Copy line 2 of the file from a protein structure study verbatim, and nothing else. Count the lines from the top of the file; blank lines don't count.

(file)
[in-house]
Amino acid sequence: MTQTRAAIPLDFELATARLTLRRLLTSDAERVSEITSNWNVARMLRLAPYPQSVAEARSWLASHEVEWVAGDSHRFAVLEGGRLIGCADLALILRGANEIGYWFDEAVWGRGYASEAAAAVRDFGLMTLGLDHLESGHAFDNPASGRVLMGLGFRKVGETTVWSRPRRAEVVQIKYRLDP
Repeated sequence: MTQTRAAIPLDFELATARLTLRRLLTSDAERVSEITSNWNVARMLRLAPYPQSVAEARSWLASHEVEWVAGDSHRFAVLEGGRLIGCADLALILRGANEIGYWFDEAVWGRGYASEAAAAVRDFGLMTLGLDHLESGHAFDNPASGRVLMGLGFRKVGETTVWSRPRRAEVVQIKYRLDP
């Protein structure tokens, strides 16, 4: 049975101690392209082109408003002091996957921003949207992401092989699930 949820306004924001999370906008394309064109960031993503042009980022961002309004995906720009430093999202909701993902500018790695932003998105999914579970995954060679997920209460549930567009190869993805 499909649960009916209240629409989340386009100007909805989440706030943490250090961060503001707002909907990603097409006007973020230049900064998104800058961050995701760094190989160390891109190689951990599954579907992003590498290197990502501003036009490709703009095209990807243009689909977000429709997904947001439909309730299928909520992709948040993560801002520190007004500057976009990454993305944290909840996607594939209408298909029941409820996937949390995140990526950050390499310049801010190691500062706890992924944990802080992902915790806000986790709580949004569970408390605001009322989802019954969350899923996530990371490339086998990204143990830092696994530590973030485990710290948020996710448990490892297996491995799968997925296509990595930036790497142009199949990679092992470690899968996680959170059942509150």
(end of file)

Amino acid sequence: MTQTRAAIPLDFELATARLTLRRLLTSDAERVSEITSNWNVARMLRLAPYPQSVAEARSWLASHEVEWVAGDSHRFAVLEGGRLIGCADLALILRGANEIGYWFDEAVWGRGYASEAAAAVRDFGLMTLGLDHLESGHAFDNPASGRVLMGLGFRKVGETTVWSRPRRAEVVQIKYRLDP